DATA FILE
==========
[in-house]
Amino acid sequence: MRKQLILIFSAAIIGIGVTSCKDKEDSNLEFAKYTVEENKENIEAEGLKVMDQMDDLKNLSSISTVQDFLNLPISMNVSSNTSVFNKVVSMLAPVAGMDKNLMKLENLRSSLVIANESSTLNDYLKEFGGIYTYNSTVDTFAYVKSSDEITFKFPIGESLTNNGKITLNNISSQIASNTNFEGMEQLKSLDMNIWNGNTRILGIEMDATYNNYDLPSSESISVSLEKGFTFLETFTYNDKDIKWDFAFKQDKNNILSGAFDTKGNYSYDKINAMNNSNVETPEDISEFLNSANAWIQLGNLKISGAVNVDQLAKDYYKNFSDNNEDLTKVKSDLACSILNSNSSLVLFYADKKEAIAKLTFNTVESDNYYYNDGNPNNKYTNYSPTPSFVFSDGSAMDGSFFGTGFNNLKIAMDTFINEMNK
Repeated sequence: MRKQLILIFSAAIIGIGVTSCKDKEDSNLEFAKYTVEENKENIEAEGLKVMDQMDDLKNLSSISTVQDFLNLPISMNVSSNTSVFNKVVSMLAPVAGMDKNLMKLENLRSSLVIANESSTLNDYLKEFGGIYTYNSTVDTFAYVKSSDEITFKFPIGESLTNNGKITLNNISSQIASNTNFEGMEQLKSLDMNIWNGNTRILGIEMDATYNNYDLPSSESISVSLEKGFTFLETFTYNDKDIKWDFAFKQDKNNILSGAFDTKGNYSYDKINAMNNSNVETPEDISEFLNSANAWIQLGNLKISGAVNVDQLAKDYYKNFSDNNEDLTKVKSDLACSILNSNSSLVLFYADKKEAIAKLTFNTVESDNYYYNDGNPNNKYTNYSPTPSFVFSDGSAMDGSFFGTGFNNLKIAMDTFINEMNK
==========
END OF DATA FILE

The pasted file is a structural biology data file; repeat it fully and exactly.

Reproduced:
[in-house]
Amino acid sequence: MRKQLILIFSAAIIGIGVTSCKDKEDSNLEFAKYTVEENKENIEAEGLKVMDQMDDLKNLSSISTVQDFLNLPISMNVSSNTSVFNKVVSMLAPVAGMDKNLMKLENLRSSLVIANESSTLNDYLKEFGGIYTYNSTVDTFAYVKSSDEITFKFPIGESLTNNGKITLNNISSQIASNTNFEGMEQLKSLDMNIWNGNTRILGIEMDATYNNYDLPSSESISVSLEKGFTFLETFTYNDKDIKWDFAFKQDKNNILSGAFDTKGNYSYDKINAMNNSNVETPEDISEFLNSANAWIQLGNLKISGAVNVDQLAKDYYKNFSDNNEDLTKVKSDLACSILNSNSSLVLFYADKKEAIAKLTFNTVESDNYYYNDGNPNNKYTNYSPTPSFVFSDGSAMDGSFFGTGFNNLKIAMDTFINEMNK
Repeated sequence: MRKQLILIFSAAIIGIGVTSCKDKEDSNLEFAKYTVEENKENIEAEGLKVMDQMDDLKNLSSISTVQDFLNLPISMNVSSNTSVFNKVVSMLAPVAGMDKNLMKLENLRSSLVIANESSTLNDYLKEFGGIYTYNSTVDTFAYVKSSDEITFKFPIGESLTNNGKITLNNISSQIASNTNFEGMEQLKSLDMNIWNGNTRILGIEMDATYNNYDLPSSESISVSLEKGFTFLETFTYNDKDIKWDFAFKQDKNNILSGAFDTKGNYSYDKINAMNNSNVETPEDISEFLNSANAWIQLGNLKISGAVNVDQLAKDYYKNFSDNNEDLTKVKSDLACSILNSNSSLVLFYADKKEAIAKLTFNTVESDNYYYNDGNPNNKYTNYSPTPSFVFSDGSAMDGSFFGTGFNNLKIAMDTFINEMNK